Friday, December 14, 2012

Sticking Together (On Cross Realm Raiding)

As people likely know, ever since cross-realm raiding came into existence via Real-ID it has been Blizzard's policy to allow it for every raid tier except the current one.  Rohan at Blessing of Kings and Stubborn at Sheep the Diamond recently made a pair of posts regarding the subject.  Rohan tried to build a case for Blizzard's current policy and Stubborn suggested reasons why the policy should be changed.

I'm going to agree with Blizzard's policy but for different reasons than Rohan's and I'll actually have two separate arguments.  The first is more general and applies to social bonds and opportunity cost, the second is directed at progression raiding.

On Social Bonds
This may shock people, but Blizzard charges a monthly subscription.  Thus, they want you to stay subscribed.

It's possible that you've considered quitting raiding and/or WoW, for whatever reason.  But when you did, it's likely you felt like this:

One of the main points of MMOs is social bonds, building relationships with people in a persistent world.  Those relationships are what generally keep people playing even after the available content is consumed.  Doing a dungeon for the 50th time probably isn't fun.  Doing a dungeon for the 50th time with friends might be.

So how does this apply to cross-realm raiding?  Well, let's say you're considering quitting but you're part of a raiding team.  In which of these two scenarios are you more likely to quit?

1, to fill your spot and allow the group to keep raiding, someone just needs to have a friend somewhere on some server some character that's able to fulfill your role.

2, to fill your spot and allow the group to keep raiding, your guild has to recruit someone, most likely cross server.  This person has to go through an application process and be vetted and then pay a transfer fee, at which point your guild can evaluate them in a raid environment and see if they're an adequate replacement.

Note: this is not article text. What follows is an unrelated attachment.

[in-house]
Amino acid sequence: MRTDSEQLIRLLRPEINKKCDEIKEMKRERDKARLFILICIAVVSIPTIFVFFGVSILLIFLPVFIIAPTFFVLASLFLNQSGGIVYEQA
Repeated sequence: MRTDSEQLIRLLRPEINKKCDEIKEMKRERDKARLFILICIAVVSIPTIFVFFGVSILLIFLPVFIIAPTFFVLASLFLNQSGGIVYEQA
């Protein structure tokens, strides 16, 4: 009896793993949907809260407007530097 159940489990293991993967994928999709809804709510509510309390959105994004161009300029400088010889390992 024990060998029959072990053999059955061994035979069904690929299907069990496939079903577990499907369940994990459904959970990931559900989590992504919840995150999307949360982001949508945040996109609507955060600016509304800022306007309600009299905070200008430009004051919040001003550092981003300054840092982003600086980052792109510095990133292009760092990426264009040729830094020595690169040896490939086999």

In terms of social bonds, it's a lot easier on you in terms of quitting in the first option.  You may feel guilty for making them do that work and you know you're likely introducing a complete stranger into the group of friends.

But there's more.

The man in the above image is discussing the idea of "opportunity cost."  In short, opportunity cost means that whenever you do something, you're giving up doing something else you could have done instead.  To summarize the summary...

"Time is money, friend!"

Let's say you have a mage in your guild.  He's not performing quite as well as you'd like, and you're considering replacing him as a result.

Currently, to replace him you have to advertise, go through applications, pick someone, and have them transfer over with the knowledge they may fail their trial and thus have wasted their money.  That's probably quite a bit of effort and time invested.  In short, it puts up a barrier that means you're less likely to replace someone on a whim or for a very minor improvement.

"Good news, everyone!  We spent a week of slaving over applications to replace our old hunter with a new one that's 1% better!  Totally worth it!"

On the flip side, if you can replace him with someone who's a friend of anyone cross-realm, that lowers the barrier to replacement and means you're *MORE* likely to replace people because the opportunity cost is lower.

Note that this also can work favor of new applicants.  Let's say the old hunter actually had to quit raiding for whatever reason.  You get a new hunter, but he's 1% worse than what you want.  Is it worth going through the hassle of recruitment again to try to find a better hunter?  For the vast majority of guilds, the answer is no.

And this also even helps prevent people from leaving!  A person is less likely to try to "trade up" in terms of guilds due to the necessity of transferring and such instead of joining a friend's cross-realm raid group.  Or on a social level, if drama happens, people are more likely to try to work things out and stick together.  There's a much higher cost associated with leaving for a new guild in these scenarios.

In short, putting up barriers (by not allowing cross-realm raiding on the current tier) helps maintain guild bonds because the opportunity cost of recruiting someone new (or leaving for a new guild) is much higher and so it happens less.  It makes moving between groups less fluid and preserves more relationships, which keeps more subscribers, which makes Blizzard happy (and is good for the game).

On Progression Raiding
All that said, allowing cross-realm raiding also causes issues in the progression arena on at least two fronts...

The first front is more obvious: realm firsts and realm rankings.


Note: that's not my achievement.

Allowing cross-realm raiding for the current tier muddles these waters.  If Guild A borrows someone from Guild B cross server for a server first kill, is that considered a realm first?  Or let's make the example really horrid...Group A uses nine of their people in a cross realm group with Guild B on Guild B's server to get the realm first on that server.